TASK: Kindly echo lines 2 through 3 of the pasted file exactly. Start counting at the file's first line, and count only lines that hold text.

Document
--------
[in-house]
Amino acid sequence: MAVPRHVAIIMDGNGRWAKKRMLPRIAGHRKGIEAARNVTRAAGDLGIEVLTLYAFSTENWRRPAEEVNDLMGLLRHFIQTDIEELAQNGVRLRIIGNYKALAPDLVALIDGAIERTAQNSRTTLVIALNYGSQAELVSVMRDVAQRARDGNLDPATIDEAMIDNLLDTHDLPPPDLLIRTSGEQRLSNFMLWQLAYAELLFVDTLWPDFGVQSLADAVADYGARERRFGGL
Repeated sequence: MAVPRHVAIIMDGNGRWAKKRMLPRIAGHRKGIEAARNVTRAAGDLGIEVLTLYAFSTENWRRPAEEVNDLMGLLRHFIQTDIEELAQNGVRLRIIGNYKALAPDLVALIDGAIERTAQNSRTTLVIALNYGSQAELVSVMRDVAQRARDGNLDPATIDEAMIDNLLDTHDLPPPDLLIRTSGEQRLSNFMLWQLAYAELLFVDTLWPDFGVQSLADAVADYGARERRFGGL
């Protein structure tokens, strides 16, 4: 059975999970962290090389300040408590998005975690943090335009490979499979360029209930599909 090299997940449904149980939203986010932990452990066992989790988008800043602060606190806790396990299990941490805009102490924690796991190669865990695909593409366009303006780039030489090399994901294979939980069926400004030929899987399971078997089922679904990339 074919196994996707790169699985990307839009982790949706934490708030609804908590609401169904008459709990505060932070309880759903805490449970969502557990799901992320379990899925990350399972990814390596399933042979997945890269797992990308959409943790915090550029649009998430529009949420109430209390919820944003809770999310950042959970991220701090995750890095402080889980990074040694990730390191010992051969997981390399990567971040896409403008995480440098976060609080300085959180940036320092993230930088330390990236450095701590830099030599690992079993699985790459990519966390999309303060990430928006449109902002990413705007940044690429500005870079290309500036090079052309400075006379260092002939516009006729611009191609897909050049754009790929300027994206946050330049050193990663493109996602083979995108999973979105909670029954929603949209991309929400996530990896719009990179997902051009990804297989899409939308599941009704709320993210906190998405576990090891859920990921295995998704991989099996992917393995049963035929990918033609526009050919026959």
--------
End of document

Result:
Amino acid sequence: MAVPRHVAIIMDGNGRWAKKRMLPRIAGHRKGIEAARNVTRAAGDLGIEVLTLYAFSTENWRRPAEEVNDLMGLLRHFIQTDIEELAQNGVRLRIIGNYKALAPDLVALIDGAIERTAQNSRTTLVIALNYGSQAELVSVMRDVAQRARDGNLDPATIDEAMIDNLLDTHDLPPPDLLIRTSGEQRLSNFMLWQLAYAELLFVDTLWPDFGVQSLADAVADYGARERRFGGL
Repeated sequence: MAVPRHVAIIMDGNGRWAKKRMLPRIAGHRKGIEAARNVTRAAGDLGIEVLTLYAFSTENWRRPAEEVNDLMGLLRHFIQTDIEELAQNGVRLRIIGNYKALAPDLVALIDGAIERTAQNSRTTLVIALNYGSQAELVSVMRDVAQRARDGNLDPATIDEAMIDNLLDTHDLPPPDLLIRTSGEQRLSNFMLWQLAYAELLFVDTLWPDFGVQSLADAVADYGARERRFGGL